Comment: When’s someone going to notice that Apple’s taking the proverbial?
In my opinion, anyone who cheers and applauds at a press conference forfeits the right to call themselves a journalist, but then it’s not as if they can put an awkward question to Steve Jobs anyway – he doesn’t do interviews.
Dodging the bullet
On the rare occasion that Apple executives do face the music, the PR henchmen step in before anything gets tricky. Take, for example, Channel 4’s Benjamin Cohen, who had the gall to ask Apple vice president, Phil Schiller, whether the company was “acting in a monopoly way” by forcing people to use iTunes with iPods at the launch of the iPhone – a reasonable enough question given that the iPhone also demands iTunes synchronisation.
The video brilliantly captures the moment Schiller casts a “help me” glance at the off-camera PR flunkies, before they quickly step in, halting the interview, claiming Cohen was going “way off track”.
“You just want me to give an answer you want,” Schiller prickily retorts when Cohen refuses to back down. Yes, Phil. That’s called accountability – it’s what proper journalists seek.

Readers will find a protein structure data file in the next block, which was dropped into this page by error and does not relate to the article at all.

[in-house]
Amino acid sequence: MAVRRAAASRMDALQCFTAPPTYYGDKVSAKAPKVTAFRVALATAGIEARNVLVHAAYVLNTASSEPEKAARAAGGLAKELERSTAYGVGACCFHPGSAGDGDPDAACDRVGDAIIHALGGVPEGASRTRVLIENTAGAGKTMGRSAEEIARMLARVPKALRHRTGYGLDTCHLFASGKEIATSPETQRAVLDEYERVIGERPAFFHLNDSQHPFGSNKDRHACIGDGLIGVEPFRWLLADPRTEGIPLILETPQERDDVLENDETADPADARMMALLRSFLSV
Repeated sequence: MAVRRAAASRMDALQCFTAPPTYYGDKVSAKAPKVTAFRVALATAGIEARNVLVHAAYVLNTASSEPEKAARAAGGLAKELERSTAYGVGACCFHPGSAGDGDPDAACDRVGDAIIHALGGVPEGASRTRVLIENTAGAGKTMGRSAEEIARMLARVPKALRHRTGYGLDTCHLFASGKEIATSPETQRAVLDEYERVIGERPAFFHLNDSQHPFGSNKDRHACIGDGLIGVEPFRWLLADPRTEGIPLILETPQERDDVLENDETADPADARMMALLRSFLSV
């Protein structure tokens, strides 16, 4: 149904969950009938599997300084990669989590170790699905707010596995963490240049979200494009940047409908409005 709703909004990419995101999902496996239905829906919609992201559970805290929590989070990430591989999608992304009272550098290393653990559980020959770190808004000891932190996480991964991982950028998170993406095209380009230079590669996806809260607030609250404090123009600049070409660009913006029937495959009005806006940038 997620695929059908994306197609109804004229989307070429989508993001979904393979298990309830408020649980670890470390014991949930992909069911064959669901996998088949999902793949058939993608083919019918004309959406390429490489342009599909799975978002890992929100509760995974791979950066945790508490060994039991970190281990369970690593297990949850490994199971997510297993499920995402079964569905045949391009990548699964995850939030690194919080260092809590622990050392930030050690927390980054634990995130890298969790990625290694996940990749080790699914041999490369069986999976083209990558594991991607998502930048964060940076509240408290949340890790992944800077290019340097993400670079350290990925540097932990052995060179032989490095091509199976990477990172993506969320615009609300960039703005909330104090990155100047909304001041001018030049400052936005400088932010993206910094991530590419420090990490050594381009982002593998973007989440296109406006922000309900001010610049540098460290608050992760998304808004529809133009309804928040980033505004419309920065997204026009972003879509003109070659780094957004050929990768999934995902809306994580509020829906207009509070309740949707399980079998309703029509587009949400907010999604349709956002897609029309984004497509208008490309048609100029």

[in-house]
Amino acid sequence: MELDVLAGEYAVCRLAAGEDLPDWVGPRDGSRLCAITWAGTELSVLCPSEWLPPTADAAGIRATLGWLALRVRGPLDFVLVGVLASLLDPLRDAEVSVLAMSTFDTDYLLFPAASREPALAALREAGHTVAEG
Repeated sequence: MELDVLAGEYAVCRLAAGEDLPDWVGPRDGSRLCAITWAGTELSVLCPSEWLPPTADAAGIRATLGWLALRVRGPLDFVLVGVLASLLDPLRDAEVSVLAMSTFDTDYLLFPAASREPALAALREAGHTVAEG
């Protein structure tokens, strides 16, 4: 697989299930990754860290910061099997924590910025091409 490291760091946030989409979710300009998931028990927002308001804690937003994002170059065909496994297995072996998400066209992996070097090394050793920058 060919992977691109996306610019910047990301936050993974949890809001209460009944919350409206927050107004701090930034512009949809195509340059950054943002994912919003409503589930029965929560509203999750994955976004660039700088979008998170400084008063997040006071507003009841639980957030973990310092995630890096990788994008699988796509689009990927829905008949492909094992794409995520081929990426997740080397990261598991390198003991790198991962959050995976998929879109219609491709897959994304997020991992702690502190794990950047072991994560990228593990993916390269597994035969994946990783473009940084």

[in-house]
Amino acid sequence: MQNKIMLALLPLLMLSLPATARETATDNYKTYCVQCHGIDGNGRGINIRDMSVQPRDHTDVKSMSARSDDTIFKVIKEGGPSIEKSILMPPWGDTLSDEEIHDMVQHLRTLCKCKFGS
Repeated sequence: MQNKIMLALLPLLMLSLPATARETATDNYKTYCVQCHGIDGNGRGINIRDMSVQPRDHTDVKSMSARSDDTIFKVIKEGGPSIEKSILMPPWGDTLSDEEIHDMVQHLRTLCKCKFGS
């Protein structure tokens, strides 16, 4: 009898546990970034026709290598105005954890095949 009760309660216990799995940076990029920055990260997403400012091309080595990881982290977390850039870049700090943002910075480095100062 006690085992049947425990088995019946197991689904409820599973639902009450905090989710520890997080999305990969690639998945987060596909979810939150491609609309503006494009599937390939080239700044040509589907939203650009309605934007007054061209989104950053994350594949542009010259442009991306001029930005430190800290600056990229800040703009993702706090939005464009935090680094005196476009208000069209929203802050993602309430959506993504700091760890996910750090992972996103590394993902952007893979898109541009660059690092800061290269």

The sad thing is that such tactics are unnecessary. Products such as the iPhone and iPod are so outstanding they don’t need the iTunes shackles to retain buyers and, despite its pricing anomalies, the iTunes store would still get my custom, even if I wasn’t forced to use it with my iPod. And does Apple really need all those £99 fees to replace the MacBook’s Air battery or could it have sent Jonathan Ive and chums back to the drawing board and added a replaceable battery, even at the expense of a couple more millimetres?
Fantastic product design and an awestruck press might be enough to preserve Apple’s reputation in the short term, but there’s only so many times a company can eat into its reserves of goodwill.